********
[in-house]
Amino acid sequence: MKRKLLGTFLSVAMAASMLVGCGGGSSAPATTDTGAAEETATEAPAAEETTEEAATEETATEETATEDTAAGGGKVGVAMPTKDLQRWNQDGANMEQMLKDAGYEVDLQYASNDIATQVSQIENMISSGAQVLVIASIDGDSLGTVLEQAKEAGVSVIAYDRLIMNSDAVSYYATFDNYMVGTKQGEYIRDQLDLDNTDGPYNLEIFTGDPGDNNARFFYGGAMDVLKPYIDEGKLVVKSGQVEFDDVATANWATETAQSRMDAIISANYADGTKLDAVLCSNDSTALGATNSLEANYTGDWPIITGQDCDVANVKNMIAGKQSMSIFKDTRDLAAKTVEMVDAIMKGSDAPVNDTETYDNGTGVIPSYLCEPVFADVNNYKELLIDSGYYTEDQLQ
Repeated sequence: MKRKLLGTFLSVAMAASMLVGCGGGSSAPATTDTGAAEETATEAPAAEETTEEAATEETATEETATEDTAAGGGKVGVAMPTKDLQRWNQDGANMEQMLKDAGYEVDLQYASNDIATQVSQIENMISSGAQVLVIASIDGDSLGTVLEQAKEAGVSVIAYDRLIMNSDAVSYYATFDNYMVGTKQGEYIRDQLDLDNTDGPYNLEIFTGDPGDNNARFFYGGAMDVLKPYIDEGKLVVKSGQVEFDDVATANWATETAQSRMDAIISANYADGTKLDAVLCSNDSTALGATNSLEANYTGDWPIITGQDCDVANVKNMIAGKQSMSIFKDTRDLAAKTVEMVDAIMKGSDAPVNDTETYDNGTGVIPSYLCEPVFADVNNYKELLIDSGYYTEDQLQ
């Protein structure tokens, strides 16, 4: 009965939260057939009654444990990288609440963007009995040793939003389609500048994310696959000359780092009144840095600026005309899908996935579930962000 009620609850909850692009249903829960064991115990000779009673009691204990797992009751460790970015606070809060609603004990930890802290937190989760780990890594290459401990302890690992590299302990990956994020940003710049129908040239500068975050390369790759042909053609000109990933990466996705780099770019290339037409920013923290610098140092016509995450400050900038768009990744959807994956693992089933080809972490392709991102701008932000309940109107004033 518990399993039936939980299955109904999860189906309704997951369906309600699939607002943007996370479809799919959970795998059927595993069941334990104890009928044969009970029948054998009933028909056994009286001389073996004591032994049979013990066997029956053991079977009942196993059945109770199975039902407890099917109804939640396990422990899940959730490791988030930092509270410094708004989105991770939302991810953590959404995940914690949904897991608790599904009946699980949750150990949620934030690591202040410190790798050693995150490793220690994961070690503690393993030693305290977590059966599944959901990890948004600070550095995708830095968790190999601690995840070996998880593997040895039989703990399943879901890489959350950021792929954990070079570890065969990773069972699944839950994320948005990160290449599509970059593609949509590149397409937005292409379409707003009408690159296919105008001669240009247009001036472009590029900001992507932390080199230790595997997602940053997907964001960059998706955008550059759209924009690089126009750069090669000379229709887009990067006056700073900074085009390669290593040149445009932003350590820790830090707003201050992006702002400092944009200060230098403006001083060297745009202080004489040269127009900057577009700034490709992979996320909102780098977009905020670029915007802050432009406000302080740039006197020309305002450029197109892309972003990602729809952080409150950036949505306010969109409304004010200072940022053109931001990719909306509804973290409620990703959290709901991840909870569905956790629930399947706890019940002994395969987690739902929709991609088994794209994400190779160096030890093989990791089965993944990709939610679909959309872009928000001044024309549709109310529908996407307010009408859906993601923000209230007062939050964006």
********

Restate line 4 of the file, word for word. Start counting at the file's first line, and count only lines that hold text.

């Protein structure tokens, strides 16, 4: 009965939260057939009654444990990288609440963007009995040793939003389609500048994310696959000359780092009144840095600026005309899908996935579930962000 009620609850909850692009249903829960064991115990000779009673009691204990797992009751460790970015606070809060609603004990930890802290937190989760780990890594290459401990302890690992590299302990990956994020940003710049129908040239500068975050390369790759042909053609000109990933990466996705780099770019290339037409920013923290610098140092016509995450400050900038768009990744959807994956693992089933080809972490392709991102701008932000309940109107004033 518990399993039936939980299955109904999860189906309704997951369906309600699939607002943007996370479809799919959970795998059927595993069941334990104890009928044969009970029948054998009933028909056994009286001389073996004591032994049979013990066997029956053991079977009942196993059945109770199975039902407890099917109804939640396990422990899940959730490791988030930092509270410094708004989105991770939302991810953590959404995940914690949904897991608790599904009946699980949750150990949620934030690591202040410190790798050693995150490793220690994961070690503690393993030693305290977590059966599944959901990890948004600070550095995708830095968790190999601690995840070996998880593997040895039989703990399943879901890489959350950021792929954990070079570890065969990773069972699944839950994320948005990160290449599509970059593609949509590149397409937005292409379409707003009408690159296919105008001669240009247009001036472009590029900001992507932390080199230790595997997602940053997907964001960059998706955008550059759209924009690089126009750069090669000379229709887009990067006056700073900074085009390669290593040149445009932003350590820790830090707003201050992006702002400092944009200060230098403006001083060297745009202080004489040269127009900057577009700034490709992979996320909102780098977009905020670029915007802050432009406000302080740039006197020309305002450029197109892309972003990602729809952080409150950036949505306010969109409304004010200072940022053109931001990719909306509804973290409620990703959290709901991840909870569905956790629930399947706890019940002994395969987690739902929709991609088994794209994400190779160096030890093989990791089965993944990709939610679909959309872009928000001044024309549709109310529908996407307010009408859906993601923000209230007062939050964006």